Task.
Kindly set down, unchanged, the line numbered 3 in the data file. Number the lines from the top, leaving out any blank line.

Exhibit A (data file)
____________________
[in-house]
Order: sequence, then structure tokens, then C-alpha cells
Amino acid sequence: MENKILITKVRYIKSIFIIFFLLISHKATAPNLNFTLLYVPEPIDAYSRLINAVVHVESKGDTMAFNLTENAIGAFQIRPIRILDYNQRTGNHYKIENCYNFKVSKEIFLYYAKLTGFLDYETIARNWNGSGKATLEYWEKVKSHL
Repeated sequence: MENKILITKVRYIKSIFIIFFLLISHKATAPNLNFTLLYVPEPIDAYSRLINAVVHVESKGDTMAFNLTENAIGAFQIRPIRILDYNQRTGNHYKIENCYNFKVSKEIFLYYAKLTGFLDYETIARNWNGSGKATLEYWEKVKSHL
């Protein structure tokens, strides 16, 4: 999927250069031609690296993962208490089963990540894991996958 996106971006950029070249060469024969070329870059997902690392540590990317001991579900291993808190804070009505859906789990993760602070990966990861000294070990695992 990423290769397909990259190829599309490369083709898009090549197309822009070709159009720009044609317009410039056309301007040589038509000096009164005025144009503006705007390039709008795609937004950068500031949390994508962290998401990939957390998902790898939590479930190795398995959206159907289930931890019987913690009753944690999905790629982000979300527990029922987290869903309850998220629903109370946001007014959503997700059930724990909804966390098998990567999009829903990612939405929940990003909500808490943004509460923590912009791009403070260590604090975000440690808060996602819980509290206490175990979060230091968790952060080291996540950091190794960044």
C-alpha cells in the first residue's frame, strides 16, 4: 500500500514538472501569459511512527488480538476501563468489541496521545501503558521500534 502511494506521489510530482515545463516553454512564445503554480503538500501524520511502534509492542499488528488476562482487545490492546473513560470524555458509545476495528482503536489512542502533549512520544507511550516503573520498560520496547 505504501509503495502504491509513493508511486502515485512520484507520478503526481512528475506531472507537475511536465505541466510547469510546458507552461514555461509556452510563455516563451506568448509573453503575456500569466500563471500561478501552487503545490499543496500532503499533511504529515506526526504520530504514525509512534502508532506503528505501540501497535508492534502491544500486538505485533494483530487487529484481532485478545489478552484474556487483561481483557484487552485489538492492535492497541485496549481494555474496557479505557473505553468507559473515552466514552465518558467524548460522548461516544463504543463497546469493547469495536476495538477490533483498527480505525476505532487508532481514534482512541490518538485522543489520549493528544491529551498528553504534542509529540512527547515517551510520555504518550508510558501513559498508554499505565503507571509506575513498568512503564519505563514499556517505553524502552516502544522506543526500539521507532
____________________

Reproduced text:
Amino acid sequence: MENKILITKVRYIKSIFIIFFLLISHKATAPNLNFTLLYVPEPIDAYSRLINAVVHVESKGDTMAFNLTENAIGAFQIRPIRILDYNQRTGNHYKIENCYNFKVSKEIFLYYAKLTGFLDYETIARNWNGSGKATLEYWEKVKSHL